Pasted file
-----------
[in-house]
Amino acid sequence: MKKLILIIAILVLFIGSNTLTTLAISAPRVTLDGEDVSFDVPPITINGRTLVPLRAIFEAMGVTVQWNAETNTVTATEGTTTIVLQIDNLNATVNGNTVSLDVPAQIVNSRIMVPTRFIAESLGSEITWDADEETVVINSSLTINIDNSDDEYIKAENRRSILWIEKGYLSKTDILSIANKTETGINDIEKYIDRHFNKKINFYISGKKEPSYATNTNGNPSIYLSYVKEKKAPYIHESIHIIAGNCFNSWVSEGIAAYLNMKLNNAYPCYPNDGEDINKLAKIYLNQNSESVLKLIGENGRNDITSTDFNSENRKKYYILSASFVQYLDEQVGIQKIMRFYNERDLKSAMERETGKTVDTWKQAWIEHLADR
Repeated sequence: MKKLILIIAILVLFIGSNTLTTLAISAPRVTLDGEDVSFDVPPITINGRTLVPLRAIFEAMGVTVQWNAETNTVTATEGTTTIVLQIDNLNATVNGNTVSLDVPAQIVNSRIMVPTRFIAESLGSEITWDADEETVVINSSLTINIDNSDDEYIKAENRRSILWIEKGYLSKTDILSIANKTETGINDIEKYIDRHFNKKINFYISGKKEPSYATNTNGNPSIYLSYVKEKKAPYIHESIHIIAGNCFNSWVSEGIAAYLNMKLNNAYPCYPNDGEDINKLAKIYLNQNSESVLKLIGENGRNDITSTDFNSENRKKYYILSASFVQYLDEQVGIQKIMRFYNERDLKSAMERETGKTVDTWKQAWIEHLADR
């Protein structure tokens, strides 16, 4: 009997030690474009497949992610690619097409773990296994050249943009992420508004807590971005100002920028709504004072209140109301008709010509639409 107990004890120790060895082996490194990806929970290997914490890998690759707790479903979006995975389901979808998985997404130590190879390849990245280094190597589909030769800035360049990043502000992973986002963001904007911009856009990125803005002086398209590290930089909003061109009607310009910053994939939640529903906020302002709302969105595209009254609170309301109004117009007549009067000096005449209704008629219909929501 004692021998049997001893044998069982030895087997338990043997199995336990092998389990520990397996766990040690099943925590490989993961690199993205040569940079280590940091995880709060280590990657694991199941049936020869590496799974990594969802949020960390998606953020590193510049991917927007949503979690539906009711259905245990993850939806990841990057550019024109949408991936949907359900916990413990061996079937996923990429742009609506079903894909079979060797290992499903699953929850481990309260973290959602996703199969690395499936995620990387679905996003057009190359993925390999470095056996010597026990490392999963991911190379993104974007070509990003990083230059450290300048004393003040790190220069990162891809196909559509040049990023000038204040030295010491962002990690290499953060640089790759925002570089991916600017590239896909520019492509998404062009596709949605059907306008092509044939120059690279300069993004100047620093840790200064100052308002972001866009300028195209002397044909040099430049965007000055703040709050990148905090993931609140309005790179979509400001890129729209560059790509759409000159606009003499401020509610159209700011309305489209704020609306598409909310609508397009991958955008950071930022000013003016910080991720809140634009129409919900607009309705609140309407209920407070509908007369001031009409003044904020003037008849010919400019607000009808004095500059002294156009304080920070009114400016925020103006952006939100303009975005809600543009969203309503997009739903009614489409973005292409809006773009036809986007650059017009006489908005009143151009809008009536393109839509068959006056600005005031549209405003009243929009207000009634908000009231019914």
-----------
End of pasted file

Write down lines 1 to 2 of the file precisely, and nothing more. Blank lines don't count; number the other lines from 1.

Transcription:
[in-house]
Amino acid sequence: MKKLILIIAILVLFIGSNTLTTLAISAPRVTLDGEDVSFDVPPITINGRTLVPLRAIFEAMGVTVQWNAETNTVTATEGTTTIVLQIDNLNATVNGNTVSLDVPAQIVNSRIMVPTRFIAESLGSEITWDADEETVVINSSLTINIDNSDDEYIKAENRRSILWIEKGYLSKTDILSIANKTETGINDIEKYIDRHFNKKINFYISGKKEPSYATNTNGNPSIYLSYVKEKKAPYIHESIHIIAGNCFNSWVSEGIAAYLNMKLNNAYPCYPNDGEDINKLAKIYLNQNSESVLKLIGENGRNDITSTDFNSENRKKYYILSASFVQYLDEQVGIQKIMRFYNERDLKSAMERETGKTVDTWKQAWIEHLADR